The crime rate in the Netherlands continues to fall and the number of reported crimes is now back at the same level as 1980, the national statistics office CBS said on Monday.
Last year, 49 crimes were reported for every 1,000 members of the population, compared with 93 per 1,000 in 2001 and 2001 when the decline set in, the CBS said.
This picture is reflected across other European countries, where crime rates rose well into the 1990s and then began to fall, the CBS says.
The statistics agency report looks at recorded crime between 1948 and 2017 and suggests that a willingness to report crime may have an impact on the figures.
Although the police have made it easier to report crime using the phone or internet, the increase in prosperity means people are less likely to report crime if the damage or loss is minor. In addition, some people don’t bother to report crime because they think the police will ignore it.
To assess if the perception of public crime reflects the declining crime rate, the CBS also looked at existing research into the victims of crime and other surveys. It found that overall people feel that the Netherlands has become a safer place, in terms of both their own experiences and their gut feelings.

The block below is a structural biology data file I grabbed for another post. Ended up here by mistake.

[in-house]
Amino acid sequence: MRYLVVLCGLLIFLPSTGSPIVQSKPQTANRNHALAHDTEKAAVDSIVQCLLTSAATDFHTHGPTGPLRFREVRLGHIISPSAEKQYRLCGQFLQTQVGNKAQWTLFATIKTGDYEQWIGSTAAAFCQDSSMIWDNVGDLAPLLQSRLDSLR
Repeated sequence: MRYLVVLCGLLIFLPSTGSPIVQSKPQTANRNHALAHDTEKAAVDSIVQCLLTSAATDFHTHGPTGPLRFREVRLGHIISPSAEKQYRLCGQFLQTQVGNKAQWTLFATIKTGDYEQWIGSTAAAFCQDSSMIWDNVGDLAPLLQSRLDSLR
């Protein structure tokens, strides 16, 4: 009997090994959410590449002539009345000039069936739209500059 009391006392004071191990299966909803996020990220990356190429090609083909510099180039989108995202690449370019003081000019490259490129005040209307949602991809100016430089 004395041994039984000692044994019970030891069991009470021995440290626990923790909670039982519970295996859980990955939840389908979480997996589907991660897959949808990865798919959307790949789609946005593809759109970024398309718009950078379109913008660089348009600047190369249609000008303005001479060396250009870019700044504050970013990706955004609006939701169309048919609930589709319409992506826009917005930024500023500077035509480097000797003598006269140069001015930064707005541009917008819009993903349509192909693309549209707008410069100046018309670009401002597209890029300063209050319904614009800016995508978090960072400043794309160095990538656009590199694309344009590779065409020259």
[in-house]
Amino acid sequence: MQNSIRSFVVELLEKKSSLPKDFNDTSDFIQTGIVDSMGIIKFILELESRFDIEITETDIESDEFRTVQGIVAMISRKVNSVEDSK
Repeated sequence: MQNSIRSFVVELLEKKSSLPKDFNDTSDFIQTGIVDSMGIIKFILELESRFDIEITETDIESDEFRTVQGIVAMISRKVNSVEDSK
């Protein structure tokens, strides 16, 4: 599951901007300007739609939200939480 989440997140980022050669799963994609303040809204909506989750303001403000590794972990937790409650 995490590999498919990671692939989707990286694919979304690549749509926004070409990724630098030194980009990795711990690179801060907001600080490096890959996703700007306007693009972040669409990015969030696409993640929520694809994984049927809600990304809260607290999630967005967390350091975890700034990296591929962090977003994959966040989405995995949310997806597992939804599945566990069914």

However, a confidential police report leaked to media in January 2017 suggested some 3.5 million crimes actually go unregistered every year and that 18% of the population had been a victim of crime, in some cases more than once.
That report stated that the discrepancy between experienced and reported crime, for instance in the cases of burglary or theft, can be explained by the fact that people accept this type of crime as something that is inevitable: willingness to report dropped by 23% in the last 10 years.
The fact that many reported crimes are not investigated also influences people’s willingness to report crime, Trouw said at the time. Some 57% of reported crimes are not investigated for lack of clues while 70% percent of crimes reported via the internet are not followed up for the same reason.
This January, the two biggest Dutch trade union federations called for an independent inquiry into the Netherlands’ crime figures because of concerns that the real statistics are much higher than those published by the police, among others.
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